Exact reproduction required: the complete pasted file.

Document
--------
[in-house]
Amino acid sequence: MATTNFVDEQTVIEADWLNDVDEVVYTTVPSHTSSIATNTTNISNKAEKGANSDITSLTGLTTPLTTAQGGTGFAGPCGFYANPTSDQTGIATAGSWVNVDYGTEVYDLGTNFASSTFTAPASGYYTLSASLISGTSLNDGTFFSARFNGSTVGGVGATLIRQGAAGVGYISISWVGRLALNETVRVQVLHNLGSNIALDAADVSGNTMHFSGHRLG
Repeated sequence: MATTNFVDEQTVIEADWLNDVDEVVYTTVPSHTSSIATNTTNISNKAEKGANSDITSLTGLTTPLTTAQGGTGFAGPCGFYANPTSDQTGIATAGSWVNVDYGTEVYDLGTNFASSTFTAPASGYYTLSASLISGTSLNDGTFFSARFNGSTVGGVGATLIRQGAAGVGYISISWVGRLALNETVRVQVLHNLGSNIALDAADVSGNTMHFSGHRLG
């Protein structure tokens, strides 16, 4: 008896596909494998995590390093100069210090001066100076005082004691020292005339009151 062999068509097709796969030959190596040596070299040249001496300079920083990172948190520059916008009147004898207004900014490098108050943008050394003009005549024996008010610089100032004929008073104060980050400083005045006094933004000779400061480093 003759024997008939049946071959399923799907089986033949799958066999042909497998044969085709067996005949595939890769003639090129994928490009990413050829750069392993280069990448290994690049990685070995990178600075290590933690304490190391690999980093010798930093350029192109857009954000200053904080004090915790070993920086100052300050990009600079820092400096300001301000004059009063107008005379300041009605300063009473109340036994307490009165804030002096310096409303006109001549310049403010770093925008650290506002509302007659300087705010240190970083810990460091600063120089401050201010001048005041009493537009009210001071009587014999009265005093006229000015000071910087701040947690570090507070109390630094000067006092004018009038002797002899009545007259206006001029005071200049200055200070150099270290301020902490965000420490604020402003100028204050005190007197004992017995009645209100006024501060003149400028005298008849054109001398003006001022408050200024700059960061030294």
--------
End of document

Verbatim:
[in-house]
Amino acid sequence: MATTNFVDEQTVIEADWLNDVDEVVYTTVPSHTSSIATNTTNISNKAEKGANSDITSLTGLTTPLTTAQGGTGFAGPCGFYANPTSDQTGIATAGSWVNVDYGTEVYDLGTNFASSTFTAPASGYYTLSASLISGTSLNDGTFFSARFNGSTVGGVGATLIRQGAAGVGYISISWVGRLALNETVRVQVLHNLGSNIALDAADVSGNTMHFSGHRLG
Repeated sequence: MATTNFVDEQTVIEADWLNDVDEVVYTTVPSHTSSIATNTTNISNKAEKGANSDITSLTGLTTPLTTAQGGTGFAGPCGFYANPTSDQTGIATAGSWVNVDYGTEVYDLGTNFASSTFTAPASGYYTLSASLISGTSLNDGTFFSARFNGSTVGGVGATLIRQGAAGVGYISISWVGRLALNETVRVQVLHNLGSNIALDAADVSGNTMHFSGHRLG
């Protein structure tokens, strides 16, 4: 008896596909494998995590390093100069210090001066100076005082004691020292005339009151 062999068509097709796969030959190596040596070299040249001496300079920083990172948190520059916008009147004898207004900014490098108050943008050394003009005549024996008010610089100032004929008073104060980050400083005045006094933004000779400061480093 003759024997008939049946071959399923799907089986033949799958066999042909497998044969085709067996005949595939890769003639090129994928490009990413050829750069392993280069990448290994690049990685070995990178600075290590933690304490190391690999980093010798930093350029192109857009954000200053904080004090915790070993920086100052300050990009600079820092400096300001301000004059009063107008005379300041009605300063009473109340036994307490009165804030002096310096409303006109001549310049403010770093925008650290506002509302007659300087705010240190970083810990460091600063120089401050201010001048005041009493537009009210001071009587014999009265005093006229000015000071910087701040947690570090507070109390630094000067006092004018009038002797002899009545007259206006001029005071200049200055200070150099270290301020902490965000420490604020402003100028204050005190007197004992017995009645209100006024501060003149400028005298008849054109001398003006001022408050200024700059960061030294």